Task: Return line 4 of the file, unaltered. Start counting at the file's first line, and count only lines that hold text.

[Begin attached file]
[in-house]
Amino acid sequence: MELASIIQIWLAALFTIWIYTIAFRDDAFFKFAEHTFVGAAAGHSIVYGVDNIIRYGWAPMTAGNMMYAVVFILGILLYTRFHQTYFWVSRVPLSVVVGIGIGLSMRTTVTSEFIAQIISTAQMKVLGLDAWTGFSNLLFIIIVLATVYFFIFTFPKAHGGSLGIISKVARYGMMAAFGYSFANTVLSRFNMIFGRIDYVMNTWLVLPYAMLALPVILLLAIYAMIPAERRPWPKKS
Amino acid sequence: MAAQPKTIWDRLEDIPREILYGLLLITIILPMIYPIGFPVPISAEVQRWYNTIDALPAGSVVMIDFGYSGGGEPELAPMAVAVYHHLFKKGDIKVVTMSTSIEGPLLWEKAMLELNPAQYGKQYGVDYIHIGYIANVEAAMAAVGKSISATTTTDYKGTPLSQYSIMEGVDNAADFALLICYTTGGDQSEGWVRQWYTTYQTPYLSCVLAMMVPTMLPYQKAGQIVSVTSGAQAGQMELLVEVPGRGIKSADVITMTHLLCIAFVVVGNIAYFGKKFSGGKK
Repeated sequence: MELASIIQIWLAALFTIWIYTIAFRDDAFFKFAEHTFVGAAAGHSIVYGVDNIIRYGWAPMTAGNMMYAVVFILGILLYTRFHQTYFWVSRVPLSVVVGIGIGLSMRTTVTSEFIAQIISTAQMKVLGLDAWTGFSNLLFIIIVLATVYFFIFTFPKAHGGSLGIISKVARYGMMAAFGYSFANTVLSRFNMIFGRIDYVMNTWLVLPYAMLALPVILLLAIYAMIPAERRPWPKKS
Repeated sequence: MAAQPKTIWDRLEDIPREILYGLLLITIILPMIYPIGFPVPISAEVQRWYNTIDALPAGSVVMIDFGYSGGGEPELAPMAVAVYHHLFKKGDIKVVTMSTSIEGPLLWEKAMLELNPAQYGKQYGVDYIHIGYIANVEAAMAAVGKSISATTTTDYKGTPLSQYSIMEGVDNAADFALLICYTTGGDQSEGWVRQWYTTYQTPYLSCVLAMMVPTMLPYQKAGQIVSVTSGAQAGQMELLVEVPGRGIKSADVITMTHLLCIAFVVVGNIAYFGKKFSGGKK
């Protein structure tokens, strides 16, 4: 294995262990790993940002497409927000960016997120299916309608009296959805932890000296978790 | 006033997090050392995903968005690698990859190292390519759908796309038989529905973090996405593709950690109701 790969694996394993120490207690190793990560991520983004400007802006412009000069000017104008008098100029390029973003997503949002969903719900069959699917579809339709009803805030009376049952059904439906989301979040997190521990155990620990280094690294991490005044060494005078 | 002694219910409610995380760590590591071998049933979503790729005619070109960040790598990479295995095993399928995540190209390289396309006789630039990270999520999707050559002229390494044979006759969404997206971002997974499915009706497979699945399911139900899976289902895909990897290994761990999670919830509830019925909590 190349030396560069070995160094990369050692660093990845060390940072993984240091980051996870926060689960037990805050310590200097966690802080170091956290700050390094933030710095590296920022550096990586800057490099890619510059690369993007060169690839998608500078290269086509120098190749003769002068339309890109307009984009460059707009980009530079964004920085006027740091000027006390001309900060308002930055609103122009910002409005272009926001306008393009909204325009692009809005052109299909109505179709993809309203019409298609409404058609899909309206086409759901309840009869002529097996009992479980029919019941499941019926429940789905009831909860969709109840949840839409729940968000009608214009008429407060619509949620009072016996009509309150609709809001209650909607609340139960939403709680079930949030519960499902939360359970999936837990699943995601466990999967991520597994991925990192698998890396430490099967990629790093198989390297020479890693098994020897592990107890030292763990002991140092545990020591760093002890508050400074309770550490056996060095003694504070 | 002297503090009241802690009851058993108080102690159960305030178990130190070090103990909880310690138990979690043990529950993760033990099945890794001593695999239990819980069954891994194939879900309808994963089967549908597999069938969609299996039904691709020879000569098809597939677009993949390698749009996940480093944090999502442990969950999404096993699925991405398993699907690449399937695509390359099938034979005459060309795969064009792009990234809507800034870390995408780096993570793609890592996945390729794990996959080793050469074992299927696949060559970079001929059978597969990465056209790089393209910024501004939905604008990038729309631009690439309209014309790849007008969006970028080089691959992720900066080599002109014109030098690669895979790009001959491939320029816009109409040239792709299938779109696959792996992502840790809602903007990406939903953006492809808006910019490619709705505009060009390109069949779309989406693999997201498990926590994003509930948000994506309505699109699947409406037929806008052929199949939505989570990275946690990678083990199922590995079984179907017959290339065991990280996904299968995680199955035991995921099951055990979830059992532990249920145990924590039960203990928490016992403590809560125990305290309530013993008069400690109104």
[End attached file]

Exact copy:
Repeated sequence: MELASIIQIWLAALFTIWIYTIAFRDDAFFKFAEHTFVGAAAGHSIVYGVDNIIRYGWAPMTAGNMMYAVVFILGILLYTRFHQTYFWVSRVPLSVVVGIGIGLSMRTTVTSEFIAQIISTAQMKVLGLDAWTGFSNLLFIIIVLATVYFFIFTFPKAHGGSLGIISKVARYGMMAAFGYSFANTVLSRFNMIFGRIDYVMNTWLVLPYAMLALPVILLLAIYAMIPAERRPWPKKS